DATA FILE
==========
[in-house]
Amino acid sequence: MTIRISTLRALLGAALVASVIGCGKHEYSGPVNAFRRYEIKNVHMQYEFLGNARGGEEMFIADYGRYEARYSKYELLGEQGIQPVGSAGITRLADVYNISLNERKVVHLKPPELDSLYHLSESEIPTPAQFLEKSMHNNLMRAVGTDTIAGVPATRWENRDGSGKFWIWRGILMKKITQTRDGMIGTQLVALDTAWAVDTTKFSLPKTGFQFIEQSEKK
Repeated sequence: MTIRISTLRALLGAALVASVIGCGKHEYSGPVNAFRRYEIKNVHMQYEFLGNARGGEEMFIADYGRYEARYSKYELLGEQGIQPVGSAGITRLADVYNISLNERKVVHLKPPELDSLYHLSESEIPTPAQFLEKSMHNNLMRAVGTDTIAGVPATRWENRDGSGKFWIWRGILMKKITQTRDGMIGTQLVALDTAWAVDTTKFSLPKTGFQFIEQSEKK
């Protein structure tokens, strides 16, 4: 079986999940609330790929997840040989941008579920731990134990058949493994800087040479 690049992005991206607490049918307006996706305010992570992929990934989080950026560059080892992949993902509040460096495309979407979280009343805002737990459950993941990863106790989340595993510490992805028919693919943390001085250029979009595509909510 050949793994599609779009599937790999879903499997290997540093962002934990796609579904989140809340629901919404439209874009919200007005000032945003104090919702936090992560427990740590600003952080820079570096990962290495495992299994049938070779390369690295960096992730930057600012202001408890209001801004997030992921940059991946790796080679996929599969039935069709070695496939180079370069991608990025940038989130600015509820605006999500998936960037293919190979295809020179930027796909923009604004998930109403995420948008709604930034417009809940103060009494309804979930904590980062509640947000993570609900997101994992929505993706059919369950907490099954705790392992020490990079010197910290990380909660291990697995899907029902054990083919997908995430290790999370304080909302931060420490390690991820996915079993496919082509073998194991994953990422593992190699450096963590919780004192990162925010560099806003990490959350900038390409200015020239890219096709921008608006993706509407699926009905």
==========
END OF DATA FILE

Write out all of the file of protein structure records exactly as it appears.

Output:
[in-house]
Amino acid sequence: MTIRISTLRALLGAALVASVIGCGKHEYSGPVNAFRRYEIKNVHMQYEFLGNARGGEEMFIADYGRYEARYSKYELLGEQGIQPVGSAGITRLADVYNISLNERKVVHLKPPELDSLYHLSESEIPTPAQFLEKSMHNNLMRAVGTDTIAGVPATRWENRDGSGKFWIWRGILMKKITQTRDGMIGTQLVALDTAWAVDTTKFSLPKTGFQFIEQSEKK
Repeated sequence: MTIRISTLRALLGAALVASVIGCGKHEYSGPVNAFRRYEIKNVHMQYEFLGNARGGEEMFIADYGRYEARYSKYELLGEQGIQPVGSAGITRLADVYNISLNERKVVHLKPPELDSLYHLSESEIPTPAQFLEKSMHNNLMRAVGTDTIAGVPATRWENRDGSGKFWIWRGILMKKITQTRDGMIGTQLVALDTAWAVDTTKFSLPKTGFQFIEQSEKK
């Protein structure tokens, strides 16, 4: 079986999940609330790929997840040989941008579920731990134990058949493994800087040479 690049992005991206607490049918307006996706305010992570992929990934989080950026560059080892992949993902509040460096495309979407979280009343805002737990459950993941990863106790989340595993510490992805028919693919943390001085250029979009595509909510 050949793994599609779009599937790999879903499997290997540093962002934990796609579904989140809340629901919404439209874009919200007005000032945003104090919702936090992560427990740590600003952080820079570096990962290495495992299994049938070779390369690295960096992730930057600012202001408890209001801004997030992921940059991946790796080679996929599969039935069709070695496939180079370069991608990025940038989130600015509820605006999500998936960037293919190979295809020179930027796909923009604004998930109403995420948008709604930034417009809940103060009494309804979930904590980062509640947000993570609900997101994992929505993706059919369950907490099954705790392992020490990079010197910290990380909660291990697995899907029902054990083919997908995430290790999370304080909302931060420490390690991820996915079993496919082509073998194991994953990422593992190699450096963590919780004192990162925010560099806003990490959350900038390409200015020239890219096709921008608006993706509407699926009905």